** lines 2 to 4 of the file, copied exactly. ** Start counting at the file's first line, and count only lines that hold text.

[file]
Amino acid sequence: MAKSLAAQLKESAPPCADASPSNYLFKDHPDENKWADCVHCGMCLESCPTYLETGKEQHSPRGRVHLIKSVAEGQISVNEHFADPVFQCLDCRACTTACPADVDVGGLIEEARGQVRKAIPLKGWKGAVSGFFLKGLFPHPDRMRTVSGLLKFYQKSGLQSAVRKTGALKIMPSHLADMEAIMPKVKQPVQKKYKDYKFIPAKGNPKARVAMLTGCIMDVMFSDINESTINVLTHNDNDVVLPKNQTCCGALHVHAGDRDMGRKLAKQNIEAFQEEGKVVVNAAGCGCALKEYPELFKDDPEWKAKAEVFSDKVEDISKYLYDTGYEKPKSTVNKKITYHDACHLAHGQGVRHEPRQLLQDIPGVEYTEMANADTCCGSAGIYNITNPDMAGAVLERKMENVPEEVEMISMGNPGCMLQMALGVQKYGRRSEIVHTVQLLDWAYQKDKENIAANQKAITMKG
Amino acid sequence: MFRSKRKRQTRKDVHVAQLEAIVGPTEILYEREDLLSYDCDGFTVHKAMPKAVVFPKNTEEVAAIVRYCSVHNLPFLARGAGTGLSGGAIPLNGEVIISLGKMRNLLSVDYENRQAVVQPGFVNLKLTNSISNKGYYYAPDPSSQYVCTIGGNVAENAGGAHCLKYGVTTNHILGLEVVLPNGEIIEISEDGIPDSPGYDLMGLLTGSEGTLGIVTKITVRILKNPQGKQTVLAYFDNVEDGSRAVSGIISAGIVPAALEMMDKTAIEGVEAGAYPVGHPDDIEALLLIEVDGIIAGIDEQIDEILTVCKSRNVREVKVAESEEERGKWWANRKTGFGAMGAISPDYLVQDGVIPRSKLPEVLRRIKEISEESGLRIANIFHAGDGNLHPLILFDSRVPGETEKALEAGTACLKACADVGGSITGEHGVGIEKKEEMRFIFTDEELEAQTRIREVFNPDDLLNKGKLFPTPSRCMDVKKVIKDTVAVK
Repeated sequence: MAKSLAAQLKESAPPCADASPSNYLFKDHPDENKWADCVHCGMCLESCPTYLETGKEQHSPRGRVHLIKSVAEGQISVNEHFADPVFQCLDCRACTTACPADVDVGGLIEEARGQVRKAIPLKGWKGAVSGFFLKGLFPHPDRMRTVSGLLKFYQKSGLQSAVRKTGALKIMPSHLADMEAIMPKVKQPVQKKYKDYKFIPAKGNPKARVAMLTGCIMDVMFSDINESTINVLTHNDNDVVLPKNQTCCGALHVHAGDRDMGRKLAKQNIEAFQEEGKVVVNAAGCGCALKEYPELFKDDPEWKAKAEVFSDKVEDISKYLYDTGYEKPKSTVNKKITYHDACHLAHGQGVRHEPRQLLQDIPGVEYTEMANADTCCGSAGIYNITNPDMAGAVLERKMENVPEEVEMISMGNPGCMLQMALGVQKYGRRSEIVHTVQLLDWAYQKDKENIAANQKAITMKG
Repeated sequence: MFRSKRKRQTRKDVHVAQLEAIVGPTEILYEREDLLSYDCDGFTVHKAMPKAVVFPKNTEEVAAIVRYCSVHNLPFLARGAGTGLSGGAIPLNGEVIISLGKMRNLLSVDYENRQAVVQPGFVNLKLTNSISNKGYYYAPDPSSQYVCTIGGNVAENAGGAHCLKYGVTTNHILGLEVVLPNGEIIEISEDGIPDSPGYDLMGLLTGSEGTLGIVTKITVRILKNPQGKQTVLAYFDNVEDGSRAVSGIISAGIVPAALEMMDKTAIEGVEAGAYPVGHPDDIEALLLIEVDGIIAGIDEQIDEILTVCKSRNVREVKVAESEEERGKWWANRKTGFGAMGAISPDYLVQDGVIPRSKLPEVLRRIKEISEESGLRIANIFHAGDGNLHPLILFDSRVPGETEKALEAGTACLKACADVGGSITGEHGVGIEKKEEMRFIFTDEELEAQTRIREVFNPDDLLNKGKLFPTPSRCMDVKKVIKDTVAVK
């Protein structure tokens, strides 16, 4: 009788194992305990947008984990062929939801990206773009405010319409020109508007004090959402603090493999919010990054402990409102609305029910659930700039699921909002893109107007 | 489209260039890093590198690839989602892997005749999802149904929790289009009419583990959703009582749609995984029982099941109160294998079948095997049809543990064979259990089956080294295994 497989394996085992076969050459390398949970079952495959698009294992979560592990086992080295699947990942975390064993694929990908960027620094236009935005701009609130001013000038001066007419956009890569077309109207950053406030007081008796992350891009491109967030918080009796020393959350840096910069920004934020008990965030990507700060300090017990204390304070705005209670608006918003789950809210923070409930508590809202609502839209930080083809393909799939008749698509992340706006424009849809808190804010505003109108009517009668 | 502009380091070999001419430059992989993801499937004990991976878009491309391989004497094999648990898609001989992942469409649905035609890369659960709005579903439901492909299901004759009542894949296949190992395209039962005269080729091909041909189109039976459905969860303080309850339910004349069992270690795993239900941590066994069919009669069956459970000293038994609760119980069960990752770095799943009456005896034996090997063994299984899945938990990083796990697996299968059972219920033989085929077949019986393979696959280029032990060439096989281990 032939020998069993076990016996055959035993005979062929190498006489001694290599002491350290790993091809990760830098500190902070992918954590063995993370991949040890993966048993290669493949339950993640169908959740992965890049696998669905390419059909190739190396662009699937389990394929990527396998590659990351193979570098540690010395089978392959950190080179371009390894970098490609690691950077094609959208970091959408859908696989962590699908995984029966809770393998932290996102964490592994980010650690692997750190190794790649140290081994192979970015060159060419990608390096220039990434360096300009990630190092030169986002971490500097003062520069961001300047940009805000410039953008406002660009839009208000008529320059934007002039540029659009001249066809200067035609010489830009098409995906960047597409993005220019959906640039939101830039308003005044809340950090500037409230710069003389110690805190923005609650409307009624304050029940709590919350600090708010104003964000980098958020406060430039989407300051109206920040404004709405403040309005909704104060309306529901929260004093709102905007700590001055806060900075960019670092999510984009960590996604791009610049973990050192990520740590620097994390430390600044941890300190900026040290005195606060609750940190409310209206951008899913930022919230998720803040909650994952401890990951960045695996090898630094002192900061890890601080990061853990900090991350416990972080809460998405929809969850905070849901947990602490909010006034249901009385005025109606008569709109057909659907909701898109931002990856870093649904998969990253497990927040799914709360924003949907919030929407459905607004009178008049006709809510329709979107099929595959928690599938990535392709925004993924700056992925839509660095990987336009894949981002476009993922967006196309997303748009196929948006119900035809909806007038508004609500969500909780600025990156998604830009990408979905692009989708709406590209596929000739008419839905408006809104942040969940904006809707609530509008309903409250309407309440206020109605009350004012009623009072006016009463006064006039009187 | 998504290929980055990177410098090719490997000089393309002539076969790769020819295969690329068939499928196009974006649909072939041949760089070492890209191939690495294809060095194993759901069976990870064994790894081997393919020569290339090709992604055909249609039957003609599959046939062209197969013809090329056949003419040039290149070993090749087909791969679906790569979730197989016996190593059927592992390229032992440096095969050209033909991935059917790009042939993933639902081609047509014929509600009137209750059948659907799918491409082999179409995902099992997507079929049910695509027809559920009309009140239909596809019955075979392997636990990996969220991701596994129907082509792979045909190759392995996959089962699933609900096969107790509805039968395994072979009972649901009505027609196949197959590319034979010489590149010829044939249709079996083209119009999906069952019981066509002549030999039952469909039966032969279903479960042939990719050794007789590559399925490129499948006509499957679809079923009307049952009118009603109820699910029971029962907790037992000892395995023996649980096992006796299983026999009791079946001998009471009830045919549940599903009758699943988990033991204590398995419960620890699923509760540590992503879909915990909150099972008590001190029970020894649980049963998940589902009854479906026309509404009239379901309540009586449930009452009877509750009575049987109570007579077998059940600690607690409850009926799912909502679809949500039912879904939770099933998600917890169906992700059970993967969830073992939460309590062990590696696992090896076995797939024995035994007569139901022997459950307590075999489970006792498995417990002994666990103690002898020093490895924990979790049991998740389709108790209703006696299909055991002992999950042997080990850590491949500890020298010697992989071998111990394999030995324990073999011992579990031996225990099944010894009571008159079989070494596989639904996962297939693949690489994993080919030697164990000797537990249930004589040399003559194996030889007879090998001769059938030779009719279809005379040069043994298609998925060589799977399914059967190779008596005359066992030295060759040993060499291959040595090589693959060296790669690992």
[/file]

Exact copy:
Amino acid sequence: MFRSKRKRQTRKDVHVAQLEAIVGPTEILYEREDLLSYDCDGFTVHKAMPKAVVFPKNTEEVAAIVRYCSVHNLPFLARGAGTGLSGGAIPLNGEVIISLGKMRNLLSVDYENRQAVVQPGFVNLKLTNSISNKGYYYAPDPSSQYVCTIGGNVAENAGGAHCLKYGVTTNHILGLEVVLPNGEIIEISEDGIPDSPGYDLMGLLTGSEGTLGIVTKITVRILKNPQGKQTVLAYFDNVEDGSRAVSGIISAGIVPAALEMMDKTAIEGVEAGAYPVGHPDDIEALLLIEVDGIIAGIDEQIDEILTVCKSRNVREVKVAESEEERGKWWANRKTGFGAMGAISPDYLVQDGVIPRSKLPEVLRRIKEISEESGLRIANIFHAGDGNLHPLILFDSRVPGETEKALEAGTACLKACADVGGSITGEHGVGIEKKEEMRFIFTDEELEAQTRIREVFNPDDLLNKGKLFPTPSRCMDVKKVIKDTVAVK
Repeated sequence: MAKSLAAQLKESAPPCADASPSNYLFKDHPDENKWADCVHCGMCLESCPTYLETGKEQHSPRGRVHLIKSVAEGQISVNEHFADPVFQCLDCRACTTACPADVDVGGLIEEARGQVRKAIPLKGWKGAVSGFFLKGLFPHPDRMRTVSGLLKFYQKSGLQSAVRKTGALKIMPSHLADMEAIMPKVKQPVQKKYKDYKFIPAKGNPKARVAMLTGCIMDVMFSDINESTINVLTHNDNDVVLPKNQTCCGALHVHAGDRDMGRKLAKQNIEAFQEEGKVVVNAAGCGCALKEYPELFKDDPEWKAKAEVFSDKVEDISKYLYDTGYEKPKSTVNKKITYHDACHLAHGQGVRHEPRQLLQDIPGVEYTEMANADTCCGSAGIYNITNPDMAGAVLERKMENVPEEVEMISMGNPGCMLQMALGVQKYGRRSEIVHTVQLLDWAYQKDKENIAANQKAITMKG
Repeated sequence: MFRSKRKRQTRKDVHVAQLEAIVGPTEILYEREDLLSYDCDGFTVHKAMPKAVVFPKNTEEVAAIVRYCSVHNLPFLARGAGTGLSGGAIPLNGEVIISLGKMRNLLSVDYENRQAVVQPGFVNLKLTNSISNKGYYYAPDPSSQYVCTIGGNVAENAGGAHCLKYGVTTNHILGLEVVLPNGEIIEISEDGIPDSPGYDLMGLLTGSEGTLGIVTKITVRILKNPQGKQTVLAYFDNVEDGSRAVSGIISAGIVPAALEMMDKTAIEGVEAGAYPVGHPDDIEALLLIEVDGIIAGIDEQIDEILTVCKSRNVREVKVAESEEERGKWWANRKTGFGAMGAISPDYLVQDGVIPRSKLPEVLRRIKEISEESGLRIANIFHAGDGNLHPLILFDSRVPGETEKALEAGTACLKACADVGGSITGEHGVGIEKKEEMRFIFTDEELEAQTRIREVFNPDDLLNKGKLFPTPSRCMDVKKVIKDTVAVK